Gut Check has been looking back on the Riverfront Times Best of St. Louis 2012, but we're also keeping an eye on the Best of St. Louis 2013 by nominating finalists for our awards this fall.
With the craft beer scene exploding across the Midwest and the recent opening of the beer emporium Flying Saucer (stay tuned for a first look), it has never been a better time to be a malt lover in St. Louis. As such, we thought we'd take this opportunity to revisit the best craft and microbreweries in this town built by beer.
Page through to see the finalists that we've nominated -- as well as our current top pick -- for "Best Craft Beer Maker" in 2013.
Civil Life Brewing Company (3714 Holt Avenue) The master brewers at Civil Life are all about nuance and subtlety in their brews. Jake Hafner and Dylan Mosely opened The Civil Life Brewing Company together in 2011 with an emphasis on craft. They specialize in session beers (reasonable alcohol by volume, for those not up on the jargon) like a terrific American brown ale and traditional British bitter. They write about each beer they produce in great detail on their website with the notion that these days, people don't know enough about what goes in to making a tasty pint.
Exit 6 Pub and Brewery (5505 Highway N, St Charles; 636-244-4343) Located in St. Charles, the Exit 6 "nanobrewery" is somewhat off the beaten path for St. Louis beer devotees, but it's well worth the drive. Jeff Britton, a devout homebrewer, opened Exit 6 in the summer of 2011 as a place for people to come drink beer from all over, as well as try the five beers made in-house. Britton has a creative side that comes out in his house brews like Iced Oatmeal Cookie (it seriously tastes like a cookie) and Razmanian Devil (flavored with raspberries and jalapeños). Their tap line changes seasonally, so check the site if there's something specific you're dying to try. We recommend all of them, though.
Perennial Artisan Ales (8125 Michigan Avenue; 314-631-7300) Owner and Brewmaster Phil Wymore opened Perennial in 2011 after relocating from Chicago with the intent of brewing beer for the adventurous drinker. Perennial's beers are influenced largely by Belgian and American craft styles, but Wymore likes to mix it up by adding fruit, spices or even tea to his brews. Try the "Saison de Lis," a Belgian-style saison brewed with chamomile flowers in honor of Wymore's daughter or the seasonal "Peace Offering" made with maple roasted butternut squash from Yellowtree Farm.
Schlafly Taproom (2100 Locust Street; 314-241-2337) No St. Louis craft beer list would be complete without a nod to Schlafly. Heck, they're on this list for their Pumpkin Ale alone. But the 21-year-old company stepped up to the plate from the day they opened (the first new brewpub to open in Missouri since Prohibition) and pretty much all of the beers they've developed in that time are winners. Because Schlafly is larger than other craft breweries in St. Louis, they're able to brew around 50 different styles of beer, assuring that there's a favorite in there for everyone. Some of their special brews are only available on tap at the Schlafly Tap Room, which makes them even more special and exciting.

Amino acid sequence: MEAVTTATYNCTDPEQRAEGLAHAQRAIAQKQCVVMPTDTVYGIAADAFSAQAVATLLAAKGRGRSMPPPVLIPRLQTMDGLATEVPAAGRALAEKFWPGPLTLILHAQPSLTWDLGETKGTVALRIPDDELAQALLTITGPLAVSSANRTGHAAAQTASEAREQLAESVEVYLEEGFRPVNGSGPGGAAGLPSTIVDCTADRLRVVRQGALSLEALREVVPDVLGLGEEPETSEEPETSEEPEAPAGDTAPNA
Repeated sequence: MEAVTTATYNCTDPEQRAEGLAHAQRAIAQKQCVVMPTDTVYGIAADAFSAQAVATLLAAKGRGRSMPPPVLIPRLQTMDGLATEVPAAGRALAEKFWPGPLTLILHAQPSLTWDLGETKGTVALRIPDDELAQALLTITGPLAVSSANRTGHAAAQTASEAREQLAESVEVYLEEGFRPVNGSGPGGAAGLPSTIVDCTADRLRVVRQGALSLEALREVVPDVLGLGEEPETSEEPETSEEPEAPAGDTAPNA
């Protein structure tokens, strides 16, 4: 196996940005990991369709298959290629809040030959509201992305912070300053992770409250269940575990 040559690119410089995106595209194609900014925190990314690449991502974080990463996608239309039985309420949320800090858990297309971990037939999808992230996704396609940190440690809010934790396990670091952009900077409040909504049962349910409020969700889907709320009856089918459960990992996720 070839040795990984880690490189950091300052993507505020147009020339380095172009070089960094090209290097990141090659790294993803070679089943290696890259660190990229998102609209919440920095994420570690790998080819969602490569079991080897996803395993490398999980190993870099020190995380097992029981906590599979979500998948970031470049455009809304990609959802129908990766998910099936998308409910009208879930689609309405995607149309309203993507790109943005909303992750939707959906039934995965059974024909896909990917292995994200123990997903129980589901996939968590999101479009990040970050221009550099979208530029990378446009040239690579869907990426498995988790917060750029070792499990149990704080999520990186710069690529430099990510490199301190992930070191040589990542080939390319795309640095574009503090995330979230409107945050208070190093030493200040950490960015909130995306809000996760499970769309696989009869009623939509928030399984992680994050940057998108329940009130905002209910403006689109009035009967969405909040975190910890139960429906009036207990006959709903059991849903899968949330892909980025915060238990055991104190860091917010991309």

Urban Chestnut Brewing Company (3229 Washington Avenue; 314-222-0143) Urban Chestnut calls itself "the home of beer divergency." Apparently this motto has something to do with tradition yet lack of convention. We're not sure. All we know is UC's beer is damn tasty. The brewery opened in 2011 at the helm of Florian Kuplent and David Wolfe, both former employees of Anheuser-Busch. They pay homage to their "new world meets old world" philosophy by producing two beer series: Revolution (modern American style) and Reverence (timeless European style). Our favorites are the "Winged Nut," a chestnut-based brew, and Schnickelfritz, an unexpectedly fruity, spicy Bavarian-inspired beer.
And the best local craft beer maker is...
4 Hands Brewing Company (1220 South Eightth Street; 314-436-1559) Where to begin? The quality of 4 Hands barrel-aged brews is impeccable, and each brings something unique to the 4 Hands repertoire. Kevin Lemp opened the brewery in 2011 after years of experience with E&J Gallo winery. The same attention to detail that goes into wine making is evident in 4 Hands' flavor combinations and innovative methods. "No Place Like Home" features a double red aged in Cabernet wine barrels for 6 months, while "Contact High" is made by adding pacific northwest hops and dry hopping with orange zest to create a light, summery beer that, according to the website, pairs well with...lawn mower. Oh, who are we kidding? These beers pair well with almost everything, especially our mouths.